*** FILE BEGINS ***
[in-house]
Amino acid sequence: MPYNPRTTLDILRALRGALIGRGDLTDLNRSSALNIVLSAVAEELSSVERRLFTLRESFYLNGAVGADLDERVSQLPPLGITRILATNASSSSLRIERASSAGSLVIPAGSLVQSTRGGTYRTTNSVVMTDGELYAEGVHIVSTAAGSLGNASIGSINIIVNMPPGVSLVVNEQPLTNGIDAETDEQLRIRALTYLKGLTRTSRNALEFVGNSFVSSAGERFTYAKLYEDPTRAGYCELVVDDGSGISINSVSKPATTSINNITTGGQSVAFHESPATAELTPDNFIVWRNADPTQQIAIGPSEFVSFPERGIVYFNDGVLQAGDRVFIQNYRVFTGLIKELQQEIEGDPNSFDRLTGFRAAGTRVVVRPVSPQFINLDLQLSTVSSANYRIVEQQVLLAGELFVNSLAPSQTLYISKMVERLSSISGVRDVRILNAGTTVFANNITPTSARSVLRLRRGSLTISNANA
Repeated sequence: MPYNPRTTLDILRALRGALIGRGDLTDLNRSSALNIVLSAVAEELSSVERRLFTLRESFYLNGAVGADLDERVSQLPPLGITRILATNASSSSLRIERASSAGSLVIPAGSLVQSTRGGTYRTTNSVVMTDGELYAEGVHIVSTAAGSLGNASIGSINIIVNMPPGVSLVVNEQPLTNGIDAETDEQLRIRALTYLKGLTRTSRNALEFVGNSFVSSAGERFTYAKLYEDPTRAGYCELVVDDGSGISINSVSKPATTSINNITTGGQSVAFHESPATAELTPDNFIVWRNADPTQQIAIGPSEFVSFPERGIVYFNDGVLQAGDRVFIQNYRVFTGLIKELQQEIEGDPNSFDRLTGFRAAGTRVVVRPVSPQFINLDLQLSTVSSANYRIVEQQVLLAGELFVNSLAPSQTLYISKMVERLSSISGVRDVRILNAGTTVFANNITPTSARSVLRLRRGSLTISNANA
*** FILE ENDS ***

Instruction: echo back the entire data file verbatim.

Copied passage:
[in-house]
Amino acid sequence: MPYNPRTTLDILRALRGALIGRGDLTDLNRSSALNIVLSAVAEELSSVERRLFTLRESFYLNGAVGADLDERVSQLPPLGITRILATNASSSSLRIERASSAGSLVIPAGSLVQSTRGGTYRTTNSVVMTDGELYAEGVHIVSTAAGSLGNASIGSINIIVNMPPGVSLVVNEQPLTNGIDAETDEQLRIRALTYLKGLTRTSRNALEFVGNSFVSSAGERFTYAKLYEDPTRAGYCELVVDDGSGISINSVSKPATTSINNITTGGQSVAFHESPATAELTPDNFIVWRNADPTQQIAIGPSEFVSFPERGIVYFNDGVLQAGDRVFIQNYRVFTGLIKELQQEIEGDPNSFDRLTGFRAAGTRVVVRPVSPQFINLDLQLSTVSSANYRIVEQQVLLAGELFVNSLAPSQTLYISKMVERLSSISGVRDVRILNAGTTVFANNITPTSARSVLRLRRGSLTISNANA
Repeated sequence: MPYNPRTTLDILRALRGALIGRGDLTDLNRSSALNIVLSAVAEELSSVERRLFTLRESFYLNGAVGADLDERVSQLPPLGITRILATNASSSSLRIERASSAGSLVIPAGSLVQSTRGGTYRTTNSVVMTDGELYAEGVHIVSTAAGSLGNASIGSINIIVNMPPGVSLVVNEQPLTNGIDAETDEQLRIRALTYLKGLTRTSRNALEFVGNSFVSSAGERFTYAKLYEDPTRAGYCELVVDDGSGISINSVSKPATTSINNITTGGQSVAFHESPATAELTPDNFIVWRNADPTQQIAIGPSEFVSFPERGIVYFNDGVLQAGDRVFIQNYRVFTGLIKELQQEIEGDPNSFDRLTGFRAAGTRVVVRPVSPQFINLDLQLSTVSSANYRIVEQQVLLAGELFVNSLAPSQTLYISKMVERLSSISGVRDVRILNAGTTVFANNITPTSARSVLRLRRGSLTISNANA